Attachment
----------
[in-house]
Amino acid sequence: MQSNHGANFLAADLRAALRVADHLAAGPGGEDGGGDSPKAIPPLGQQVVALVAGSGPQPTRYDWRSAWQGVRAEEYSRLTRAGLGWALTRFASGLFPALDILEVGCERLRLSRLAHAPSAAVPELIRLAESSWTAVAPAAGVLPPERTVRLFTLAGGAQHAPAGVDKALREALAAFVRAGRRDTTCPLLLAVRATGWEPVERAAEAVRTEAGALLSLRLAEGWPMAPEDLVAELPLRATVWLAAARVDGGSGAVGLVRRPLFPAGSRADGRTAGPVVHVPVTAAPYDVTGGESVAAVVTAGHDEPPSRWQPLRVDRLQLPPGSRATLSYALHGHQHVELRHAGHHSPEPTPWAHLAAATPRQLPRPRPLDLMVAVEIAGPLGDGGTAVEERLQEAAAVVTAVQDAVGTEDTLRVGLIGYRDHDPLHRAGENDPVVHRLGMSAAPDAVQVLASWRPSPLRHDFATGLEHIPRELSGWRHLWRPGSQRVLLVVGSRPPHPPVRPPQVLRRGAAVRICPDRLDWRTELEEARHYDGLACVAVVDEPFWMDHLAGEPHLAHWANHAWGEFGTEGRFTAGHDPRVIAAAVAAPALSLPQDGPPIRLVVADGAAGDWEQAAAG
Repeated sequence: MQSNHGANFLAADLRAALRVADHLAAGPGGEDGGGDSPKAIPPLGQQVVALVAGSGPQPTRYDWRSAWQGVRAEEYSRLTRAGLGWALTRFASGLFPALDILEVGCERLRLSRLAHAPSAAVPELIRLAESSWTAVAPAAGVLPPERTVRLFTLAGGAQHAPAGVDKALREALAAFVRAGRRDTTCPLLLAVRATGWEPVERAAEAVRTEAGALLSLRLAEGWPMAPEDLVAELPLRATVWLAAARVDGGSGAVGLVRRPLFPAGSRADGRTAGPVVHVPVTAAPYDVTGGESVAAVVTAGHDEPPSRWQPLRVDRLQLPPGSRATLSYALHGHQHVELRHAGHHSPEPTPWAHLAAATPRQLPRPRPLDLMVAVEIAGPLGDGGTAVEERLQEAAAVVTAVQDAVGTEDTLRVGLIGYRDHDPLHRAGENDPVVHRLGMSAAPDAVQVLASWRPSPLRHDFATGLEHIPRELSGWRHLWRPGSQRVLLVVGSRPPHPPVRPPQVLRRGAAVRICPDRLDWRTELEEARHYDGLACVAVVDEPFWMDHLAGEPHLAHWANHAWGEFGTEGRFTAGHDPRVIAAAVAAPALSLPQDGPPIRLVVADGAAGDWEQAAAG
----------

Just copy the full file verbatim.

[in-house]
Amino acid sequence: MQSNHGANFLAADLRAALRVADHLAAGPGGEDGGGDSPKAIPPLGQQVVALVAGSGPQPTRYDWRSAWQGVRAEEYSRLTRAGLGWALTRFASGLFPALDILEVGCERLRLSRLAHAPSAAVPELIRLAESSWTAVAPAAGVLPPERTVRLFTLAGGAQHAPAGVDKALREALAAFVRAGRRDTTCPLLLAVRATGWEPVERAAEAVRTEAGALLSLRLAEGWPMAPEDLVAELPLRATVWLAAARVDGGSGAVGLVRRPLFPAGSRADGRTAGPVVHVPVTAAPYDVTGGESVAAVVTAGHDEPPSRWQPLRVDRLQLPPGSRATLSYALHGHQHVELRHAGHHSPEPTPWAHLAAATPRQLPRPRPLDLMVAVEIAGPLGDGGTAVEERLQEAAAVVTAVQDAVGTEDTLRVGLIGYRDHDPLHRAGENDPVVHRLGMSAAPDAVQVLASWRPSPLRHDFATGLEHIPRELSGWRHLWRPGSQRVLLVVGSRPPHPPVRPPQVLRRGAAVRICPDRLDWRTELEEARHYDGLACVAVVDEPFWMDHLAGEPHLAHWANHAWGEFGTEGRFTAGHDPRVIAAAVAAPALSLPQDGPPIRLVVADGAAGDWEQAAAG
Repeated sequence: MQSNHGANFLAADLRAALRVADHLAAGPGGEDGGGDSPKAIPPLGQQVVALVAGSGPQPTRYDWRSAWQGVRAEEYSRLTRAGLGWALTRFASGLFPALDILEVGCERLRLSRLAHAPSAAVPELIRLAESSWTAVAPAAGVLPPERTVRLFTLAGGAQHAPAGVDKALREALAAFVRAGRRDTTCPLLLAVRATGWEPVERAAEAVRTEAGALLSLRLAEGWPMAPEDLVAELPLRATVWLAAARVDGGSGAVGLVRRPLFPAGSRADGRTAGPVVHVPVTAAPYDVTGGESVAAVVTAGHDEPPSRWQPLRVDRLQLPPGSRATLSYALHGHQHVELRHAGHHSPEPTPWAHLAAATPRQLPRPRPLDLMVAVEIAGPLGDGGTAVEERLQEAAAVVTAVQDAVGTEDTLRVGLIGYRDHDPLHRAGENDPVVHRLGMSAAPDAVQVLASWRPSPLRHDFATGLEHIPRELSGWRHLWRPGSQRVLLVVGSRPPHPPVRPPQVLRRGAAVRICPDRLDWRTELEEARHYDGLACVAVVDEPFWMDHLAGEPHLAHWANHAWGEFGTEGRFTAGHDPRVIAAAVAAPALSLPQDGPPIRLVVADGAAGDWEQAAAG